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February 1965

Transscleral Erosion of Silicone Band

Author Affiliations

New York
From the Department of Ophthalmology, New York University Medical Center. Clinical Instructor in Ophthalmology; Director of Ophthalmology, Hunterdon Medical Center, Flemington, NJ (Dr. Kurz). Instructor in Pathology; assigned to Ophthalmology (Dr. Ezrow).

Arch Ophthalmol. 1965;73(2):183-188. doi:10.1001/archopht.1965.00970030185007

Introduction  Erosion of encircling polyethylene tubes through the sclera has been recognized as a late complication of scleral buckling operations for retinal detachment.1,2 In recent years silicone products have tended to replace polyethylene tubes. In addition to being more inert and having no central dead space which can act as a site of possible infection, silicone bands have greater elasticity than polyethylene tubes. One advantage of this greater elasticity is thought to be a decreased likelihood of erosion through the sclera. We believe the following case to be the first reported instance in which an encircling silicone band did erodo through the sclera into the choroid.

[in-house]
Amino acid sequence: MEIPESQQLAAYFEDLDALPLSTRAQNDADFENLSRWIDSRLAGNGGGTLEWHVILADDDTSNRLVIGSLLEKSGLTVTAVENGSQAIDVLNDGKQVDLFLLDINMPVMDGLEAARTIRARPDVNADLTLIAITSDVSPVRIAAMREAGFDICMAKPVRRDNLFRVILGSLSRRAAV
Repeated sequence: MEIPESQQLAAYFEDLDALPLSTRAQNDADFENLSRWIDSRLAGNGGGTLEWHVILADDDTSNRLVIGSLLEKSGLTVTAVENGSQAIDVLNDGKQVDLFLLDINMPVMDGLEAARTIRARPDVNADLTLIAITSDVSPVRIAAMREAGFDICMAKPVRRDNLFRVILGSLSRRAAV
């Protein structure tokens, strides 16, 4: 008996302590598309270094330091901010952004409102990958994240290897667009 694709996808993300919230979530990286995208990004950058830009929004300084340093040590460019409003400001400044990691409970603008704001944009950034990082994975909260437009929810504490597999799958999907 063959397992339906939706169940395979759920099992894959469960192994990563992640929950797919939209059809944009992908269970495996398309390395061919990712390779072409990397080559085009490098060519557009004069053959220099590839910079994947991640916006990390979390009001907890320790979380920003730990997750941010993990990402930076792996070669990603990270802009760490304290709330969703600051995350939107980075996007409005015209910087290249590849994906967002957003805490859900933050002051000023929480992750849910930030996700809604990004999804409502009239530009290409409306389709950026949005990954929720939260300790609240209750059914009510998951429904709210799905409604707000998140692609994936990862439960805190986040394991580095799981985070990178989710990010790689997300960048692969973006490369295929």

Report of Case 

History.  —A 27-year-old Negro man was struck in his left eye by the shaft of a nail which split in two while being hammered into a wall on April 26, 1962. The nail entered the limbal region in the 5